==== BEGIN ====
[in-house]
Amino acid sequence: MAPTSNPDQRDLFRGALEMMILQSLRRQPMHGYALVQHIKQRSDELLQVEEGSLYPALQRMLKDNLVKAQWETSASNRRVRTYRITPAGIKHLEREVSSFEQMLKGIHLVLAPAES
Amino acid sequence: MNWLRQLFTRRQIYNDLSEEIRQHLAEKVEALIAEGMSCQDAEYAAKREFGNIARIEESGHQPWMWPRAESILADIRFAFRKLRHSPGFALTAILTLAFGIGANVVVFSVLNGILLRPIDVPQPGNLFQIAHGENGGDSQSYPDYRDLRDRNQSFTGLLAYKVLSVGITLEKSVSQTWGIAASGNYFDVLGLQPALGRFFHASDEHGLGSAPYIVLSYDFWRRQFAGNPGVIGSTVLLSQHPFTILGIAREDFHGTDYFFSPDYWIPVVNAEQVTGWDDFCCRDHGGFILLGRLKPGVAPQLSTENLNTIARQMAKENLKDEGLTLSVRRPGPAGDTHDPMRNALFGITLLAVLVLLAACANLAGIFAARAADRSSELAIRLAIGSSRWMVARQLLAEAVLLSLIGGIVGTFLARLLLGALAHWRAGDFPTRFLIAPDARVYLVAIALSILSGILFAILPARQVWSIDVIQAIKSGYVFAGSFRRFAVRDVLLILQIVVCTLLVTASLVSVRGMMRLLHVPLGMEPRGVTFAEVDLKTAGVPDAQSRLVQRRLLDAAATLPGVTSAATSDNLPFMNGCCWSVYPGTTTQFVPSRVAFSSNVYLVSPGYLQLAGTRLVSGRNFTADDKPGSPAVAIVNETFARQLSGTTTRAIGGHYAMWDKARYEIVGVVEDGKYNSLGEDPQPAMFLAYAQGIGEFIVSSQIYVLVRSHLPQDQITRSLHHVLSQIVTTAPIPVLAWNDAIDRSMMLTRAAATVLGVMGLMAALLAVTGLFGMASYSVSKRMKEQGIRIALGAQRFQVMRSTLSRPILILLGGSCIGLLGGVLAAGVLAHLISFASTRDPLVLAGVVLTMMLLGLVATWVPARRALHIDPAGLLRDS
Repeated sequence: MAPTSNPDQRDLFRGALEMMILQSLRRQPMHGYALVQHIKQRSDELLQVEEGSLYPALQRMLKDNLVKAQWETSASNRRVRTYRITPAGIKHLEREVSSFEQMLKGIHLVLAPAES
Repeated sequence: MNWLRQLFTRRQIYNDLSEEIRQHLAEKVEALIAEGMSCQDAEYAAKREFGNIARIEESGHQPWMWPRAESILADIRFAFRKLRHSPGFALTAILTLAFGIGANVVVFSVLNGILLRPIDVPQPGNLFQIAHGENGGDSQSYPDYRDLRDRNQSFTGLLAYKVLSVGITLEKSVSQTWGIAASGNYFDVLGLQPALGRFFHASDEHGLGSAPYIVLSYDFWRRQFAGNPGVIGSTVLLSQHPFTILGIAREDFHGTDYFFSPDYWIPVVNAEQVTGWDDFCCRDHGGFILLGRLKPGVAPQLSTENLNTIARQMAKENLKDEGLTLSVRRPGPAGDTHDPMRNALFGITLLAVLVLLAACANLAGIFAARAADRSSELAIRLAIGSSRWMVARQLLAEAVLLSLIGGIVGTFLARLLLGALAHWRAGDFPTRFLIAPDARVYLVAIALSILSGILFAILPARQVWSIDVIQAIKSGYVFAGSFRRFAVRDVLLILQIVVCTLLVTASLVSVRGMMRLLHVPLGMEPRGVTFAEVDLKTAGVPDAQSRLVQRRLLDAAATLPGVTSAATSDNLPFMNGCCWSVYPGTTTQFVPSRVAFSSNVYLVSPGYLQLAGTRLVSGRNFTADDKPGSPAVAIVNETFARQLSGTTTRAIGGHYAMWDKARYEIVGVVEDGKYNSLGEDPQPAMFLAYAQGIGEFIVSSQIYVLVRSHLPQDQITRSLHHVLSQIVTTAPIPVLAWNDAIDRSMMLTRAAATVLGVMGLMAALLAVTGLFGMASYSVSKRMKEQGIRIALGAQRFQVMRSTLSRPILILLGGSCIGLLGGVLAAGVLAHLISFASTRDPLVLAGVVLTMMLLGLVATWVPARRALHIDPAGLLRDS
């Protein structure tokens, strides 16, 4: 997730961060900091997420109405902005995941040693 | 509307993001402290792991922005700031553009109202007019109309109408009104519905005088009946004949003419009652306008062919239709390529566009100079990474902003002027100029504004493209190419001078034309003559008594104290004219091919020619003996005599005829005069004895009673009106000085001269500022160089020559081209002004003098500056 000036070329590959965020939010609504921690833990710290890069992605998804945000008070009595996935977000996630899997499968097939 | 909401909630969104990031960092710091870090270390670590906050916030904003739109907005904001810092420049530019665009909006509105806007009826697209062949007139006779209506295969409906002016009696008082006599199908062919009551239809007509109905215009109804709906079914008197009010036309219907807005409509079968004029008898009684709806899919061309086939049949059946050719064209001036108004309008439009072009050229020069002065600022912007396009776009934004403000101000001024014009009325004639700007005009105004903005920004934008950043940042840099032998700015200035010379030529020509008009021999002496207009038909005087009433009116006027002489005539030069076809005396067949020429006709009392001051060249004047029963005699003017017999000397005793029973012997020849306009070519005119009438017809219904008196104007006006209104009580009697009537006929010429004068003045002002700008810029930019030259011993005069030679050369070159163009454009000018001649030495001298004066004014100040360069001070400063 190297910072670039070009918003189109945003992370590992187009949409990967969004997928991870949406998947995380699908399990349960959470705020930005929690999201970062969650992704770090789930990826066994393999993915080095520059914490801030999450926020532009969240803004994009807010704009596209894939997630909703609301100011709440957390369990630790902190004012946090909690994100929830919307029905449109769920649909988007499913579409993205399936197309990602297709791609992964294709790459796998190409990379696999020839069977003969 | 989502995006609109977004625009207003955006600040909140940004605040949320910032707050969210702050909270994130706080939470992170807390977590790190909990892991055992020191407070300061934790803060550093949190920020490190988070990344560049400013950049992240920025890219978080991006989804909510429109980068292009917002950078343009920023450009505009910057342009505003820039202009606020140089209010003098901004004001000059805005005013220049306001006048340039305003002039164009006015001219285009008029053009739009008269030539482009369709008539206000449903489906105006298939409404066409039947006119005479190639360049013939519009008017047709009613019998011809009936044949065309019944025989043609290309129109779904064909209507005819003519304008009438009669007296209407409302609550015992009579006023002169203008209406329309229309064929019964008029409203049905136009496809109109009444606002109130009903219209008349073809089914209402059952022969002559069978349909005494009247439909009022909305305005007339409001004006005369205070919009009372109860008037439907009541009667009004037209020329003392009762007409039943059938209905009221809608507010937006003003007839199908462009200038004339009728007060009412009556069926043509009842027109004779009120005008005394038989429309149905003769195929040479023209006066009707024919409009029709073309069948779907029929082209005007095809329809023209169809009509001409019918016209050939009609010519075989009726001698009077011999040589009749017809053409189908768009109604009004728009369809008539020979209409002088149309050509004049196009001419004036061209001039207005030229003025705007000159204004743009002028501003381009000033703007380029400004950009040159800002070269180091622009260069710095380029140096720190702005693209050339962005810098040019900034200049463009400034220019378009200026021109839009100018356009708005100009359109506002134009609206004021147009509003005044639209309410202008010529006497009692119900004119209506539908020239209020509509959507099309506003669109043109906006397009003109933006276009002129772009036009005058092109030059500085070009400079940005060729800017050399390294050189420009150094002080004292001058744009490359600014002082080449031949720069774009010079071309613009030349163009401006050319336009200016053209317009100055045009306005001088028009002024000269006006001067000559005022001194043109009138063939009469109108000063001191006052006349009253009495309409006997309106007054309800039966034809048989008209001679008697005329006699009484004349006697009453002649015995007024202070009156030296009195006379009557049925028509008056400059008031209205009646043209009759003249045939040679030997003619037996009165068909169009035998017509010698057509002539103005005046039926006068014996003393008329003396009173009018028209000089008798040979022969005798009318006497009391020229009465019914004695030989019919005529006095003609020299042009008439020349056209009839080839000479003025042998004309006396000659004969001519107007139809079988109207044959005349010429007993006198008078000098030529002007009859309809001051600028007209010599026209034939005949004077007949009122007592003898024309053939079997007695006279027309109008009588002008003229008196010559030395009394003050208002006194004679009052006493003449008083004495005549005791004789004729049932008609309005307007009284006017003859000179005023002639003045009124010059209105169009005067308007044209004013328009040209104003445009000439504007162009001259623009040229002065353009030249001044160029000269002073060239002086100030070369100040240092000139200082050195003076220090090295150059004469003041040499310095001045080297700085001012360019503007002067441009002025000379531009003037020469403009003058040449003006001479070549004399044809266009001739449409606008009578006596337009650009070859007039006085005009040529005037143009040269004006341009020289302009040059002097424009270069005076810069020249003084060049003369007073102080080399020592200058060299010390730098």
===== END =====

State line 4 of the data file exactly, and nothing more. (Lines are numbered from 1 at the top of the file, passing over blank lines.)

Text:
Repeated sequence: MAPTSNPDQRDLFRGALEMMILQSLRRQPMHGYALVQHIKQRSDELLQVEEGSLYPALQRMLKDNLVKAQWETSASNRRVRTYRITPAGIKHLEREVSSFEQMLKGIHLVLAPAES